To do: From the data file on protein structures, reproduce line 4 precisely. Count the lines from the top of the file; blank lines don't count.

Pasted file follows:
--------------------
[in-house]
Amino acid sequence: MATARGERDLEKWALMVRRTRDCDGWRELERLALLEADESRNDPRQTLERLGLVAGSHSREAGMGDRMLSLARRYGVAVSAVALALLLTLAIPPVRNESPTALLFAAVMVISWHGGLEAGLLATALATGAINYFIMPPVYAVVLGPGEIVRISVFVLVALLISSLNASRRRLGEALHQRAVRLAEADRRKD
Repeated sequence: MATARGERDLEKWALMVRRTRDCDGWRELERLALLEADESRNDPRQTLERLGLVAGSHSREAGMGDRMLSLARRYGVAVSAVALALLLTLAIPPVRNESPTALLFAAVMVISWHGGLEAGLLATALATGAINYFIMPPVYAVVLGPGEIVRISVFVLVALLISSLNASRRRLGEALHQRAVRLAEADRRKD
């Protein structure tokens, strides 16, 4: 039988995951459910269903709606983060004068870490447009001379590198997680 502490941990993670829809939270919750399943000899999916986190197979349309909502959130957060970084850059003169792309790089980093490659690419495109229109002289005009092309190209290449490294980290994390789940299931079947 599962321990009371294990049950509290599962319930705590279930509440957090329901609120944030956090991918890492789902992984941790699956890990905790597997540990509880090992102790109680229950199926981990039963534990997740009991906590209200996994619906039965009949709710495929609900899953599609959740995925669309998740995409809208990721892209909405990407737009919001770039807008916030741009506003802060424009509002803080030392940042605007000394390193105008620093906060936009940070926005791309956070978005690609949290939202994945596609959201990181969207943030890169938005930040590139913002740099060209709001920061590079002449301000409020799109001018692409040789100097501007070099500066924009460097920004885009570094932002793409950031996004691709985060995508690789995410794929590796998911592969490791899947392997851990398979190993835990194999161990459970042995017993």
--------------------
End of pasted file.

């Protein structure tokens, strides 16, 4: 039988995951459910269903709606983060004068870490447009001379590198997680 502490941990993670829809939270919750399943000899999916986190197979349309909502959130957060970084850059003169792309790089980093490659690419495109229109002289005009092309190209290449490294980290994390789940299931079947 599962321990009371294990049950509290599962319930705590279930509440957090329901609120944030956090991918890492789902992984941790699956890990905790597997540990509880090992102790109680229950199926981990039963534990997740009991906590209200996994619906039965009949709710495929609900899953599609959740995925669309998740995409809208990721892209909405990407737009919001770039807008916030741009506003802060424009509002803080030392940042605007000394390193105008620093906060936009940070926005791309956070978005690609949290939202994945596609959201990181969207943030890169938005930040590139913002740099060209709001920061590079002449301000409020799109001018692409040789100097501007070099500066924009460097920004885009570094932002793409950031996004691709985060995508690789995410794929590796998911592969490791899947392997851990398979190993835990194999161990459970042995017993």